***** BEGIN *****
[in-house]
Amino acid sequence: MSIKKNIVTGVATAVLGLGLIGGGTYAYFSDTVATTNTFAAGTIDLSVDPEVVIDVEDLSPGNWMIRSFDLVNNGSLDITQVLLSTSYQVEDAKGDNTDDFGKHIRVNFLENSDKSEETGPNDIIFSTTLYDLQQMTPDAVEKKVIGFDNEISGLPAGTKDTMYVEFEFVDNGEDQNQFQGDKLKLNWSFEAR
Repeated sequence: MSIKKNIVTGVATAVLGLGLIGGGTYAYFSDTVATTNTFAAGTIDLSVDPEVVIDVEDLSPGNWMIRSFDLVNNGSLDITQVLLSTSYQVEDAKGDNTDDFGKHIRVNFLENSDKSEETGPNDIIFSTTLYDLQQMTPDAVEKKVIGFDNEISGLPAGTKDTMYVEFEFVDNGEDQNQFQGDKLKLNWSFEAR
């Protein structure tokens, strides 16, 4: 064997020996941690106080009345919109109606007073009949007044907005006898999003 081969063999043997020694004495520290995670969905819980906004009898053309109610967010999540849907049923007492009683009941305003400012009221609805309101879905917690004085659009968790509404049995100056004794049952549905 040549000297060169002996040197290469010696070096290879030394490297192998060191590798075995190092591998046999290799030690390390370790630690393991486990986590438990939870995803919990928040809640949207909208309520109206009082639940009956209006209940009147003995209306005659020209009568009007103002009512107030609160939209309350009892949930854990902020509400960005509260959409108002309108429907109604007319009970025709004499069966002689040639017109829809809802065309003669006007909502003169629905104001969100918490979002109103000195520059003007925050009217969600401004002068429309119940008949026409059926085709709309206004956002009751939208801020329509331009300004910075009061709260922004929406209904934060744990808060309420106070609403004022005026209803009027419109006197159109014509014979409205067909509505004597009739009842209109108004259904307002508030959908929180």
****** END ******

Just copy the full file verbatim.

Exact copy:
[in-house]
Amino acid sequence: MSIKKNIVTGVATAVLGLGLIGGGTYAYFSDTVATTNTFAAGTIDLSVDPEVVIDVEDLSPGNWMIRSFDLVNNGSLDITQVLLSTSYQVEDAKGDNTDDFGKHIRVNFLENSDKSEETGPNDIIFSTTLYDLQQMTPDAVEKKVIGFDNEISGLPAGTKDTMYVEFEFVDNGEDQNQFQGDKLKLNWSFEAR
Repeated sequence: MSIKKNIVTGVATAVLGLGLIGGGTYAYFSDTVATTNTFAAGTIDLSVDPEVVIDVEDLSPGNWMIRSFDLVNNGSLDITQVLLSTSYQVEDAKGDNTDDFGKHIRVNFLENSDKSEETGPNDIIFSTTLYDLQQMTPDAVEKKVIGFDNEISGLPAGTKDTMYVEFEFVDNGEDQNQFQGDKLKLNWSFEAR
């Protein structure tokens, strides 16, 4: 064997020996941690106080009345919109109606007073009949007044907005006898999003 081969063999043997020694004495520290995670969905819980906004009898053309109610967010999540849907049923007492009683009941305003400012009221609805309101879905917690004085659009968790509404049995100056004794049952549905 040549000297060169002996040197290469010696070096290879030394490297192998060191590798075995190092591998046999290799030690390390370790630690393991486990986590438990939870995803919990928040809640949207909208309520109206009082639940009956209006209940009147003995209306005659020209009568009007103002009512107030609160939209309350009892949930854990902020509400960005509260959409108002309108429907109604007319009970025709004499069966002689040639017109829809809802065309003669006007909502003169629905104001969100918490979002109103000195520059003007925050009217969600401004002068429309119940008949026409059926085709709309206004956002009751939208801020329509331009300004910075009061709260922004929406209904934060744990808060309420106070609403004022005026209803009027419109006197159109014509014979409205067909509505004597009739009842209109108004259904307002508030959908929180």